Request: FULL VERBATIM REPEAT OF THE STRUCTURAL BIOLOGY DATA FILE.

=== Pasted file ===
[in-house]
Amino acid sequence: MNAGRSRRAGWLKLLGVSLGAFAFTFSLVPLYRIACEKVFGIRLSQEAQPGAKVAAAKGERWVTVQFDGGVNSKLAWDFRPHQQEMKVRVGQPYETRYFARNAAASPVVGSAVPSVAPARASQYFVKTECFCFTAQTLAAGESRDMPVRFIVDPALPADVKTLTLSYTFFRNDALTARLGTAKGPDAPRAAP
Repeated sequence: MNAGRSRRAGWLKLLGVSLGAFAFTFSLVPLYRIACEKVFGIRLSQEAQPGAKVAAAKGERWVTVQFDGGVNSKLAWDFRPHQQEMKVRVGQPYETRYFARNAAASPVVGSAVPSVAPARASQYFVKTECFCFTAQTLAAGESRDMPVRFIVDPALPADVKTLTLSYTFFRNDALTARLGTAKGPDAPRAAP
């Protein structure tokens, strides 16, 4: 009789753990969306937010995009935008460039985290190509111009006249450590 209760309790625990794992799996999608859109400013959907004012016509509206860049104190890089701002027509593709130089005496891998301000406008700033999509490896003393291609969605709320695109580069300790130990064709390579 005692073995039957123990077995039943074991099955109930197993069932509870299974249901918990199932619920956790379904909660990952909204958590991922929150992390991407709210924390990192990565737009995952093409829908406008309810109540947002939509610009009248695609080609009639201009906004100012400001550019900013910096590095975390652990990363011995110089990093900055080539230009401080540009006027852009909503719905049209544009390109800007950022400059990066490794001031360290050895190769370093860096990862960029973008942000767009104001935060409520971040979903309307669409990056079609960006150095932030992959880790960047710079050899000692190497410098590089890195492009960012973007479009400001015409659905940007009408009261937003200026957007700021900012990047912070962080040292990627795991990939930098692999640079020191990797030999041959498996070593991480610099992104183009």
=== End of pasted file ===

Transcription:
[in-house]
Amino acid sequence: MNAGRSRRAGWLKLLGVSLGAFAFTFSLVPLYRIACEKVFGIRLSQEAQPGAKVAAAKGERWVTVQFDGGVNSKLAWDFRPHQQEMKVRVGQPYETRYFARNAAASPVVGSAVPSVAPARASQYFVKTECFCFTAQTLAAGESRDMPVRFIVDPALPADVKTLTLSYTFFRNDALTARLGTAKGPDAPRAAP
Repeated sequence: MNAGRSRRAGWLKLLGVSLGAFAFTFSLVPLYRIACEKVFGIRLSQEAQPGAKVAAAKGERWVTVQFDGGVNSKLAWDFRPHQQEMKVRVGQPYETRYFARNAAASPVVGSAVPSVAPARASQYFVKTECFCFTAQTLAAGESRDMPVRFIVDPALPADVKTLTLSYTFFRNDALTARLGTAKGPDAPRAAP
């Protein structure tokens, strides 16, 4: 009789753990969306937010995009935008460039985290190509111009006249450590 209760309790625990794992799996999608859109400013959907004012016509509206860049104190890089701002027509593709130089005496891998301000406008700033999509490896003393291609969605709320695109580069300790130990064709390579 005692073995039957123990077995039943074991099955109930197993069932509870299974249901918990199932619920956790379904909660990952909204958590991922929150992390991407709210924390990192990565737009995952093409829908406008309810109540947002939509610009009248695609080609009639201009906004100012400001550019900013910096590095975390652990990363011995110089990093900055080539230009401080540009006027852009909503719905049209544009390109800007950022400059990066490794001031360290050895190769370093860096990862960029973008942000767009104001935060409520971040979903309307669409990056079609960006150095932030992959880790960047710079050899000692190497410098590089890195492009960012973007479009400001015409659905940007009408009261937003200026957007700021900012990047912070962080040292990627795991990939930098692999640079020191990797030999041959498996070593991480610099992104183009």